Sim Pooh Ho

Great Grandmaster
Wu Tu Nan

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  Sim Pooh Ho has been learning wushu since the age of 6. His first master was the Shaolin monk Long Ying Shang Ren.

Since the 60s, Grandmaster Sim has been professionally teaching Health and Self-Defence. In 1964, on the eve of Singapore's independence, he founded Nam Wah Pai, specializing in Shaolin wushu.

In 1978, the Singapore Martial Arts Instructors Association (SMAIA) was formed and Grandmaster Sim was elected its President. He held that elected position for a decade. The SMAIA brought together instructors and masters from the wide range of Martial Arts disciplines in Singapore -- Chinese, Japanese, Korean, Indian, Indonesian and Western.

Always seeking to improve himself, Grandmaster Sim then sought further training in Beijing, under the renowned Taiji master Wu Tu Nan. This was in the days when China was still reluctant to allow foreigners into the country. Sim Pooh Ho was accepted by Wu Tu Nan to be one of his inner-chamber disciples in 1978.

Wu Tu Nan had only three complete lineage-holder disciples(*), and Sim Pooh Ho was one of them. With hard work and guidance, Grandmaster Sim managed to transcend his 'hard' martial arts training of the previous years and switch to the 'soft' but more powerful skills of Taijigong Health and Self-Defence.

In 1986, martial arts leaders and representives of Karate, Judo, Silat, Indian Martial Arts and Tae Kwon Do jointly awarded the Gold Belt 10th Dan to Grandmaster Sim Pooh Ho, for his mastery and contributions to the world of Martial Arts.

In that same year, the President of Singapore, the late Mr Wee Kim Wee, awarded Grandmaster Sim the Public Service Medal PBM (Pingat Bakti Masyarakat), for his contributions to Martial Arts in Singapore.

These accolades aside, one of Grandmaster Sim Pooh Ho's most valuable contributions to Taiji practice is the creation of a systematic and progressive training program.

Due to various social and cultural conditions of the past, coupled with the difficulties of this art, there was no system of formal training in which students could chart their progress to reach a recognizable level proficiency. Probably, only students with lots of talent and with loads of time could attain master level expertise in Taiji.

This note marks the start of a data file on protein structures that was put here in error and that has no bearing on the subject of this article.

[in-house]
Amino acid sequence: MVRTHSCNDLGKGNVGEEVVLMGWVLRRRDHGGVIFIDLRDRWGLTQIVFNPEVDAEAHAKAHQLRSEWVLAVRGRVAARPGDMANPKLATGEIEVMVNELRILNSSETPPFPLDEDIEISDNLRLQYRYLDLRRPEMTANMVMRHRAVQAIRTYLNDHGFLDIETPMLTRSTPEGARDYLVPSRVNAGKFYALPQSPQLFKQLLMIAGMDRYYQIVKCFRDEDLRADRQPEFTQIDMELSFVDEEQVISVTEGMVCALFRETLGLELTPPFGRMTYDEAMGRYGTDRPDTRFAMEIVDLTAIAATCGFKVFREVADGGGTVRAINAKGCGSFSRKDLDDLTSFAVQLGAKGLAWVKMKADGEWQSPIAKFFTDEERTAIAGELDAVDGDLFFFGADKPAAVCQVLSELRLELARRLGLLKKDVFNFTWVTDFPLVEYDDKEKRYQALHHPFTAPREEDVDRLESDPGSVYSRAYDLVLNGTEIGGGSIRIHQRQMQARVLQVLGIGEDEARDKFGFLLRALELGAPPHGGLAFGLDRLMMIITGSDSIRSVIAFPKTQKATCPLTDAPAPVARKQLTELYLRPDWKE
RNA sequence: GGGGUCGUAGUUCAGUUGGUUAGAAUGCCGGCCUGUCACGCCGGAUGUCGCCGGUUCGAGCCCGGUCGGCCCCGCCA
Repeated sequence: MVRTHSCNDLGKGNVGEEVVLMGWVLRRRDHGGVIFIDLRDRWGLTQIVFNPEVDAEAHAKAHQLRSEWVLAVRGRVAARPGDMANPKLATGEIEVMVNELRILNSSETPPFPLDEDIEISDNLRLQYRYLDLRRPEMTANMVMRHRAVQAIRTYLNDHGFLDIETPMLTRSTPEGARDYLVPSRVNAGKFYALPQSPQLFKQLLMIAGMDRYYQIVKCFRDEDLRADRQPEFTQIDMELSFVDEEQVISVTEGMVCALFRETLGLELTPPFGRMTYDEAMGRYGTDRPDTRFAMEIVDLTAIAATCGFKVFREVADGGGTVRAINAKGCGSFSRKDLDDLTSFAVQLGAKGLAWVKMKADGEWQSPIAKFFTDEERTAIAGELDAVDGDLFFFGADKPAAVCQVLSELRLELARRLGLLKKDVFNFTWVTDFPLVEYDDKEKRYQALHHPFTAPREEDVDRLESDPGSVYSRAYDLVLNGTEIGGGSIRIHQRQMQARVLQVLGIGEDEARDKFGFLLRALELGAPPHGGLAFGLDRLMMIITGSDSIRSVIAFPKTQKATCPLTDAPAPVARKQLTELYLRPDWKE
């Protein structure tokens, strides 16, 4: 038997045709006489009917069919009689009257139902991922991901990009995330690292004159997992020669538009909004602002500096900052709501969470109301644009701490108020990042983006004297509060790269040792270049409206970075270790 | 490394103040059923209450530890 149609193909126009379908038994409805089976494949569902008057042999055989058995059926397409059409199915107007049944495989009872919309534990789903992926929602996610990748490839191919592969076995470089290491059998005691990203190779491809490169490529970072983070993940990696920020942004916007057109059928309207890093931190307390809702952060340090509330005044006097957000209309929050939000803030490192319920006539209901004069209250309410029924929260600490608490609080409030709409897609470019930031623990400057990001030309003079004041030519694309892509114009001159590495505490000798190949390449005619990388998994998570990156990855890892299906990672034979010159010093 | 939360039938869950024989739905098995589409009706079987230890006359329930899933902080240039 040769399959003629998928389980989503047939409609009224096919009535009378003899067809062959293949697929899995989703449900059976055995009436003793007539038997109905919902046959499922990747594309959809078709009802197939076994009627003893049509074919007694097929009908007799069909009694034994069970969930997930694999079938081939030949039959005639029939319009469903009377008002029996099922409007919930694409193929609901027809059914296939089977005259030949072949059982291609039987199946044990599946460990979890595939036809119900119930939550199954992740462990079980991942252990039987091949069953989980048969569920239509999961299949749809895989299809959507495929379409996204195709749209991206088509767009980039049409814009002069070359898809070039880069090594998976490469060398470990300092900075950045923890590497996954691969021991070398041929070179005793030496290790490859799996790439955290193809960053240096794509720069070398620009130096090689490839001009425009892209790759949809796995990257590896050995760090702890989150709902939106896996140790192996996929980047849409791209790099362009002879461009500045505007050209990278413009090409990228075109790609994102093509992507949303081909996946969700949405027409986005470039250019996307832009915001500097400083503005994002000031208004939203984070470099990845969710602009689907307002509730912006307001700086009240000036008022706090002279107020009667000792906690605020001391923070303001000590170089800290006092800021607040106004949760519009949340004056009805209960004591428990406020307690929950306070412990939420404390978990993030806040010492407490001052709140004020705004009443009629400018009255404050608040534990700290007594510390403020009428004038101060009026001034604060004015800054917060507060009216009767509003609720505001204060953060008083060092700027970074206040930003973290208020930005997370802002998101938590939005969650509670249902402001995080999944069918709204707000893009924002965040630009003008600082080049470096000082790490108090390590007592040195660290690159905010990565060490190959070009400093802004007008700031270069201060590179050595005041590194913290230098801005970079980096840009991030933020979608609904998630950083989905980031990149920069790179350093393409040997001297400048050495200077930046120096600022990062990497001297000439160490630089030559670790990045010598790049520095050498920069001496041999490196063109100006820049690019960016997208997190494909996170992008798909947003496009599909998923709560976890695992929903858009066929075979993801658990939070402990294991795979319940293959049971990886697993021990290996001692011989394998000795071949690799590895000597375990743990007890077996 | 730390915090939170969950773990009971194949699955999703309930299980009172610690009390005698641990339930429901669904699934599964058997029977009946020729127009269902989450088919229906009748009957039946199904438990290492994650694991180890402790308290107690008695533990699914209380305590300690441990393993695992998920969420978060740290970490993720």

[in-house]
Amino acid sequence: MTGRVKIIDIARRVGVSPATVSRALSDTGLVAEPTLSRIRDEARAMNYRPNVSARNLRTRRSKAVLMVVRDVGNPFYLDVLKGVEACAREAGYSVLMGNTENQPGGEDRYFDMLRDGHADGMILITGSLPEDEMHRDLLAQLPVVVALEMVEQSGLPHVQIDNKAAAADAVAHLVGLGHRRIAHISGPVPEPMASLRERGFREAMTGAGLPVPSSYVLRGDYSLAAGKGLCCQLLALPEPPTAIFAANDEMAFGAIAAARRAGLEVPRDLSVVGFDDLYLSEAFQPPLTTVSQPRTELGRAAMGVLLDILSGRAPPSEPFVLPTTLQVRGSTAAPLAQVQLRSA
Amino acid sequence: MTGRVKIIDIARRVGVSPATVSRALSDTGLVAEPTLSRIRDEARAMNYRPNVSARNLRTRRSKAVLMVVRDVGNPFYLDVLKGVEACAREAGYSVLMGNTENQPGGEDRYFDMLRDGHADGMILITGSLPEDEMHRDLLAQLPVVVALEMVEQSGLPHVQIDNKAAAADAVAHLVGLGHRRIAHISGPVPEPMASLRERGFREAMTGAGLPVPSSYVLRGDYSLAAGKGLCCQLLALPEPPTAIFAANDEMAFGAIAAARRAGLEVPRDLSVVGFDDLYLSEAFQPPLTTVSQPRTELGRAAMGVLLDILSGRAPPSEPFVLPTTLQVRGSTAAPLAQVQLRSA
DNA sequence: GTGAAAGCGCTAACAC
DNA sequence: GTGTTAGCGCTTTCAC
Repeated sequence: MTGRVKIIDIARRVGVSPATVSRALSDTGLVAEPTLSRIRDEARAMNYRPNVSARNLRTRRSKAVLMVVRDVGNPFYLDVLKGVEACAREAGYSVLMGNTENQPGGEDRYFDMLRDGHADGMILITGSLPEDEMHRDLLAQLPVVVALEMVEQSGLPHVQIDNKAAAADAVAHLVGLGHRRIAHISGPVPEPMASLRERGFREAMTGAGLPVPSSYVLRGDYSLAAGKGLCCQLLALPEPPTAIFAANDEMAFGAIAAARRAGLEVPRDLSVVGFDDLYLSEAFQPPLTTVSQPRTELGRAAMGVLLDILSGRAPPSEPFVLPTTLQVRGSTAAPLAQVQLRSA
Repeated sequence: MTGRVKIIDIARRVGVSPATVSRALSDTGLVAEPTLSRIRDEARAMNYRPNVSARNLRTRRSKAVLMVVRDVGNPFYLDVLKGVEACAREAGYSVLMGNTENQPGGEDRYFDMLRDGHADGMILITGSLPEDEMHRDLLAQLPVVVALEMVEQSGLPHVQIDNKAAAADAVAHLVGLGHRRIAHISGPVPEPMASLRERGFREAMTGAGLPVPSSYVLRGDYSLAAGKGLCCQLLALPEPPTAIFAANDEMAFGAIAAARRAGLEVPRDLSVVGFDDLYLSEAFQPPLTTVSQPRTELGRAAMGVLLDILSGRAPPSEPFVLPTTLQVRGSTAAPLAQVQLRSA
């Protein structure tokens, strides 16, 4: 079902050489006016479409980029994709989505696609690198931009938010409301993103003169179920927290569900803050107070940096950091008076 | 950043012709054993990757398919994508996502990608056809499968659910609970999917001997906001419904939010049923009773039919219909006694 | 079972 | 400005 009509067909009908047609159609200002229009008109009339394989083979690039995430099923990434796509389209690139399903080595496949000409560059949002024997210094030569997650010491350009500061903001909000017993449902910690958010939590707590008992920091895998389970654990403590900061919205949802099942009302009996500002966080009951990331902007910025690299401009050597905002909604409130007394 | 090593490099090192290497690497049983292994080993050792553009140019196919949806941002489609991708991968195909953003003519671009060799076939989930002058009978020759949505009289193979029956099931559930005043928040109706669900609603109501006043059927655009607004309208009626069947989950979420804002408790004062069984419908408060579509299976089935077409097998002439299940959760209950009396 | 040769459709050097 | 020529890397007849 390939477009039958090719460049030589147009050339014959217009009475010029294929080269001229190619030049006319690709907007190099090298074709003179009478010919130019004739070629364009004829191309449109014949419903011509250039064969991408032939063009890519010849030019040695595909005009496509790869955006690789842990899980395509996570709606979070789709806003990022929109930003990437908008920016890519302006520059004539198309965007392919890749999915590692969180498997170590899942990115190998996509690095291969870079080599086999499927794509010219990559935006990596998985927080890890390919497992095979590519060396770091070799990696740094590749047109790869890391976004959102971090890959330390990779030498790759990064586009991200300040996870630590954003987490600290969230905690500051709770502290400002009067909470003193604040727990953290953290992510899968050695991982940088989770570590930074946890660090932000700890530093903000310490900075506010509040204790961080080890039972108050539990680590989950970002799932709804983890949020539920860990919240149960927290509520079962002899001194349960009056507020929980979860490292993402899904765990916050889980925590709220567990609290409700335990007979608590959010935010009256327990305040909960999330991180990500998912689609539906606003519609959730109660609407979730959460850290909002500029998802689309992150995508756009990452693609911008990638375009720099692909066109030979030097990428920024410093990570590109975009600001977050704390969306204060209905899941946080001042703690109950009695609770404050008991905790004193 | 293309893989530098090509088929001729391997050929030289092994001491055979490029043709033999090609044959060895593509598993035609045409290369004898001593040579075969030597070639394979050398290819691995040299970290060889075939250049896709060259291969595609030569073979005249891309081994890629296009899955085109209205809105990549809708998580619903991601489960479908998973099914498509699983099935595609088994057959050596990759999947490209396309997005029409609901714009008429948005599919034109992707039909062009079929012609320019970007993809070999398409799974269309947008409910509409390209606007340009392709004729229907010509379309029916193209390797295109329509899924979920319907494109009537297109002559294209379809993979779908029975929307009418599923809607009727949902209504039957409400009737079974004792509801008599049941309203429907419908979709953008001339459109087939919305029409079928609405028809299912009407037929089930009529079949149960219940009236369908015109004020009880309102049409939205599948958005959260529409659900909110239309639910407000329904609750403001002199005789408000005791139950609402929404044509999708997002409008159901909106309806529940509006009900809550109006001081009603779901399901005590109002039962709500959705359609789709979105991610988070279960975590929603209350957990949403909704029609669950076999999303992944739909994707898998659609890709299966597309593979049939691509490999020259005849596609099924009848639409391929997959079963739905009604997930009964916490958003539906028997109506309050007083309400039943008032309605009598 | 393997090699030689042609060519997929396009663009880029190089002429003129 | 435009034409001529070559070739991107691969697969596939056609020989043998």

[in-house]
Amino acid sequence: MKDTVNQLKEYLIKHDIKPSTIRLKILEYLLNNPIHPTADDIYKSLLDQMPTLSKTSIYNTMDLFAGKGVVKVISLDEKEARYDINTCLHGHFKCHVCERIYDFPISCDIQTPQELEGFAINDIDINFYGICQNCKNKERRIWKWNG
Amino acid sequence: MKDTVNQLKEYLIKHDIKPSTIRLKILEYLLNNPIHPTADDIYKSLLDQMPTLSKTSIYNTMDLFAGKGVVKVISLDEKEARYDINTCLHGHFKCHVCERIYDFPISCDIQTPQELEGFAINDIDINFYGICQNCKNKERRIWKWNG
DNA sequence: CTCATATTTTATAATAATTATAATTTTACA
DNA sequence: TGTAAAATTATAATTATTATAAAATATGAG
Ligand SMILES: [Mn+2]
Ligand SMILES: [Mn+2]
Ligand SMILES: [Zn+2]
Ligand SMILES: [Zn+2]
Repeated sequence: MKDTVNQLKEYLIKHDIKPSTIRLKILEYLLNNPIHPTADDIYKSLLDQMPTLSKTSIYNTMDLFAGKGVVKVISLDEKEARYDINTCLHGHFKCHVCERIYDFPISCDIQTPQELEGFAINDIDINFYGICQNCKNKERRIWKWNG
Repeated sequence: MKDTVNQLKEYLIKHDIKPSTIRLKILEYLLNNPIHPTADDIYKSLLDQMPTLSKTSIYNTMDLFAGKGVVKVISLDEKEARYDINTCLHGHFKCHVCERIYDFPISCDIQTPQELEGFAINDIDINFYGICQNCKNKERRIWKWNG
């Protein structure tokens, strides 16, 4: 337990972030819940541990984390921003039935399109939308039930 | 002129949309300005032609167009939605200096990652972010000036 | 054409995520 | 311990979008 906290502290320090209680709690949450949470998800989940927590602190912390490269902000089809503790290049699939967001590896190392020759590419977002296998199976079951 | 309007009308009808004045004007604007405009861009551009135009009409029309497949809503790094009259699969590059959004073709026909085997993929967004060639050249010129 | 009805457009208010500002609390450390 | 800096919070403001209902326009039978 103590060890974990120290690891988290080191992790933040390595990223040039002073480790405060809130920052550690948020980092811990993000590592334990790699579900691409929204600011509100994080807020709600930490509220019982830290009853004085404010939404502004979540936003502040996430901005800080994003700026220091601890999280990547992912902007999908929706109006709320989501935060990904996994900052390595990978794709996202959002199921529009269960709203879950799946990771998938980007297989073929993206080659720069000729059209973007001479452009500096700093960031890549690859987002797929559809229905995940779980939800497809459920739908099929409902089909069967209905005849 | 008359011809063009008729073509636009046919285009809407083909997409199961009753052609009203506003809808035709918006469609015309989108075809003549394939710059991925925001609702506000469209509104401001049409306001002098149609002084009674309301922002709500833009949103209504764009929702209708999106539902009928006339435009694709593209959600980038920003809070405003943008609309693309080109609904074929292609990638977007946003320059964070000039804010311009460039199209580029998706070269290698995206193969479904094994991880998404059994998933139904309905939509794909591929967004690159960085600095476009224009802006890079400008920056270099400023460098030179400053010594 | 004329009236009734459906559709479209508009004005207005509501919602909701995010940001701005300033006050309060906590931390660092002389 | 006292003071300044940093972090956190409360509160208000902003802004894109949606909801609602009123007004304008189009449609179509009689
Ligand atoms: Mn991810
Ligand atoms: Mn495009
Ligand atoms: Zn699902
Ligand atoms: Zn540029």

Recognizing this, Sim Pooh Ho drew from his experience of teaching Chinese wushu, as well as from the methodical teachings of Wu Tu Nan, to craft a step-by-step approach that allowed regular, busy people to learn and progress without having to dilute the content of the instruction.

Grandmaster Sim then traveled and taught Taiji to students in various countries including Chile, Argentina and Taiwan, establishing Nam Wah Pai branches and associations in these countries.

In October 2005, Grandmaster Sim Pooh Ho re-organized the Nam Wah Pai (Singapore) which he originally founded in 1964.

Together with a group of disciples who had the desire to practice the undiluted legacy of Taijigong, Grandmaster Sim Pooh Ho re-established Nam Wah Pai (Singapore) as the World Nam Wah Taijigong Association. The aim of this organization is to promote the true art of Wu Tu Nan Taijigong in a non-profit setting, in order to benefit students of the art of Taijigong and society as a whole.

Grandmaster Sim Pooh Ho is a dedicated practitioner and teacher of Taijigong. He is one of the few who has mastered the Lin Kong Jing
() skill in Taijigong training. This is the art of countering an opponent's force without physically touching him.

In 2001 / 2002, Grandmaster Sim moved to Kunming, Southwestern China, where he is currently based, and continues to pursue the highest levels of Taijigong. He continues to oversee the progress of his Taijigong disciples from the Nam Wah Pai establishments in Chile, Argentina, Taiwan, Japan, Malaysia and the Association in Singapore.

Click Here to view Lineage Chart

(*) Ma You Ching, Sim Pooh Ho and Li Lian. Officially Li Lian's master is Ma You Ching, and indeed on Wu Tu Nan's tombstone Li Lian is listed as grand-disciple. However Li Lian had a lot of direct teaching from Wu Tu Nan, and was, in effect, also a direct disciple.     [ BACK TO TOP ]

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